Excerpted From: Patrick Ross, Racial Equity Implications of Artificial Intelligence in Health Care, 77 Food & Drug Law Journal 265 (2022) (42 Footnotes) (Full Document)


PatrickRossArtificial intelligence (AI) and machine learning is transitioning from a mainstay of science fiction to a workday tool. Advances in computational power, joined with a deep well of data, have resulted in a flourishing of uses for AI. However, regulation and oversight of these algorithmic tools have not kept up with the rate of technological innovation. What sets these tools apart is their capacity for continuous learning--given additional data, the mathematical model can be refined and adapt, giving the appearance of “intelligence.” This unique ability of AI tools presents a challenge to current regulation and oversight structures. Without proper guidance, these futuristic tools pose a risk of further embedding biases and health disparities captured in today's data.

When thinking of the future of AI in medicine, many point to the possibilities to reduce human error and improve the quality of care. AI and machine learning tools have been used to reduce adverse events such as pressure ulcers, surgery complications, and diagnostic errors. However, from image detection tools to algorithms used to guide population health decisions, these powerful technologies are susceptible to replicating or entrenching human racial biases due to the same pattern recognition that gives them such potential.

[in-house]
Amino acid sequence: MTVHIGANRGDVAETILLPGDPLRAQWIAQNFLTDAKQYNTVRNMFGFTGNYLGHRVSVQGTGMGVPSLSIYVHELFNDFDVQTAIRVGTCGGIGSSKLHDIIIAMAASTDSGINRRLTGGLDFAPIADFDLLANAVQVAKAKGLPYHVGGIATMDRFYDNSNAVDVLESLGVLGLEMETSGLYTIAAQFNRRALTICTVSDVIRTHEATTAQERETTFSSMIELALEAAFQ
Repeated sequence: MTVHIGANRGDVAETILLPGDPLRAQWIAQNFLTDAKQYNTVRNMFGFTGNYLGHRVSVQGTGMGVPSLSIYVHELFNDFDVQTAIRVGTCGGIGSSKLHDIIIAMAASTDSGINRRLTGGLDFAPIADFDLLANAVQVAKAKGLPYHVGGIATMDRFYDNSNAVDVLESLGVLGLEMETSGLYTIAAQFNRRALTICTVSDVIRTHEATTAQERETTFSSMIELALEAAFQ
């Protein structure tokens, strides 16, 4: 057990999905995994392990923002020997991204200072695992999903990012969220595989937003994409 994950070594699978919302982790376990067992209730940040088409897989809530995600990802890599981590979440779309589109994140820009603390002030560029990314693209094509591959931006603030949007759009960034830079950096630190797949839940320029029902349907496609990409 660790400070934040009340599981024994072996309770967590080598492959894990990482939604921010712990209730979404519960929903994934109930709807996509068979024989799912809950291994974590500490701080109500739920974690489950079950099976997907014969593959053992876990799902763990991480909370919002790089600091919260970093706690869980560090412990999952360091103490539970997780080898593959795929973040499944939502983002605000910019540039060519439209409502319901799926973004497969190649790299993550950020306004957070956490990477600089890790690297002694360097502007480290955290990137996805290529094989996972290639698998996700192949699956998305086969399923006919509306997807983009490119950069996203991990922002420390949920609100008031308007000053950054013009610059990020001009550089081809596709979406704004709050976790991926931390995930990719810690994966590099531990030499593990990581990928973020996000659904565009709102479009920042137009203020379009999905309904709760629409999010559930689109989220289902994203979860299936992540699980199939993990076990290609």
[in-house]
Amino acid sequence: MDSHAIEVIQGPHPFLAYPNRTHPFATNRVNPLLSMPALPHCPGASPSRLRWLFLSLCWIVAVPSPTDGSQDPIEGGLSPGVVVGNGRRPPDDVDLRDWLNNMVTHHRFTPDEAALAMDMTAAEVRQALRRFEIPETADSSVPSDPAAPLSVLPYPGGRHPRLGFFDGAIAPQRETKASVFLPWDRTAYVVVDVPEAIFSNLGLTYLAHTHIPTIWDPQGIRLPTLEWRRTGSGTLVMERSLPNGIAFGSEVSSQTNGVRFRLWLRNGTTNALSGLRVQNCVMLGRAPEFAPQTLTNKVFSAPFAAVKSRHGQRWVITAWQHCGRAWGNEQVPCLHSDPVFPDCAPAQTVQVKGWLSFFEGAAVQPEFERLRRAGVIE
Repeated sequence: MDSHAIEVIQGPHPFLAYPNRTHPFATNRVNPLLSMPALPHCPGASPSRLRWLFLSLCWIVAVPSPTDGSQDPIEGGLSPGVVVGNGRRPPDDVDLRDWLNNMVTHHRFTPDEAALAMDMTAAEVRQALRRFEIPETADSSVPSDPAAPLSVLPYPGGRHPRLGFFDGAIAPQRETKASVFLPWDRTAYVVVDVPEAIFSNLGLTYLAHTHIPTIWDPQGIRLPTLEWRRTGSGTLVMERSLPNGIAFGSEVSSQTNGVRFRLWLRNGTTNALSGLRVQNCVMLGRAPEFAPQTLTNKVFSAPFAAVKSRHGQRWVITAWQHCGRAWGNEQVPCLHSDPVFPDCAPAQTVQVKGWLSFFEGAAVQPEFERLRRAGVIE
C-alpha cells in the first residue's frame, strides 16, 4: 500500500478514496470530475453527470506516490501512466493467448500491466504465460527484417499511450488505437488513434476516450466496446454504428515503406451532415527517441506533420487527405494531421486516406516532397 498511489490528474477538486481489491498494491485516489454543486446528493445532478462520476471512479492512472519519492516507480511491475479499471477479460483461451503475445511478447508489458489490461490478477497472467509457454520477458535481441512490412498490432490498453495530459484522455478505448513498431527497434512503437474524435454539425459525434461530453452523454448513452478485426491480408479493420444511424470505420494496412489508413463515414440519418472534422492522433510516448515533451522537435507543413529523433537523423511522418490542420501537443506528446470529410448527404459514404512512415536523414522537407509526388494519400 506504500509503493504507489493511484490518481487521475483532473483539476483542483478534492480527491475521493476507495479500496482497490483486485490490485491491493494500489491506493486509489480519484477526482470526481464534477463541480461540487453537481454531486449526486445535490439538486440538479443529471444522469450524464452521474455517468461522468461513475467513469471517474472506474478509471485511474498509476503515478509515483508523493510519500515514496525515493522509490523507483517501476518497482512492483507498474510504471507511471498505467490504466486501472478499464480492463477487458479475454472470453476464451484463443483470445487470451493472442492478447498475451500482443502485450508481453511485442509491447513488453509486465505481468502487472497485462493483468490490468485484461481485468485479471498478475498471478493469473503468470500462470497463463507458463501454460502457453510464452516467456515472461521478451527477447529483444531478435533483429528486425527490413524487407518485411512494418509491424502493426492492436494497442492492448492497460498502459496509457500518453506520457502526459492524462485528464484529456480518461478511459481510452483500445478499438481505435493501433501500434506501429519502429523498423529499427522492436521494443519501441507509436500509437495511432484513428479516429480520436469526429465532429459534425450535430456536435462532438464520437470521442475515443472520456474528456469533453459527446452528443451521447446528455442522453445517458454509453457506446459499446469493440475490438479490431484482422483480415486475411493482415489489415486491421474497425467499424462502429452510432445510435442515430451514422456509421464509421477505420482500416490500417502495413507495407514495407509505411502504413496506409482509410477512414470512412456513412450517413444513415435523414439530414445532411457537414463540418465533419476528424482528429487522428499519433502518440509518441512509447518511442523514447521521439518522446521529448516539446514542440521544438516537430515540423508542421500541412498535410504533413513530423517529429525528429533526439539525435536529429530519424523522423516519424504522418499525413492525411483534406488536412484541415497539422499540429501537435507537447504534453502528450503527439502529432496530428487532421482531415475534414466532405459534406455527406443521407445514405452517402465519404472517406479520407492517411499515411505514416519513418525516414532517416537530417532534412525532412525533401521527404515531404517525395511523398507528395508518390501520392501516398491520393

Across a wide variety of disciplines and use cases, evidence is already showing that AI tools can produce results that discriminate by race, sex, or socioeconomic status, either by incorporating human biases or being used in the wrong setting or with the wrong population. While clinical care and public health are not the only sectors to grapple with these challenges, the risks posed to users are greater, as the use of AI solutions without careful development and review may further encode biased care into the health system.

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When developed thoughtfully and used correctly, AI has shown real promise to advance the delivery of health care. Ensuring these tools are safe is critical, especially in the health care context. This requires a clear structure for oversight from development to deployment. However, the unique ability to learn and adapt that fuels AI's promise also presents a challenge to current regulatory frameworks. Additionally, the pattern-recognition capabilities key to AI's success also poses a risk of encoding racial bias from historical practice into these new tools. Current regulation of AI tools is limited to a relatively small portion of software and remains largely undefined. As regulatory bodies and stakeholders come together to flesh out guidelines for the safe development and use of AI tools, regulators must place a strong emphasis on ensuring that AI tools do not further entrench racial bias.

Patrick Ross is the Associate Director of Federal Affairs at The Joint Commission.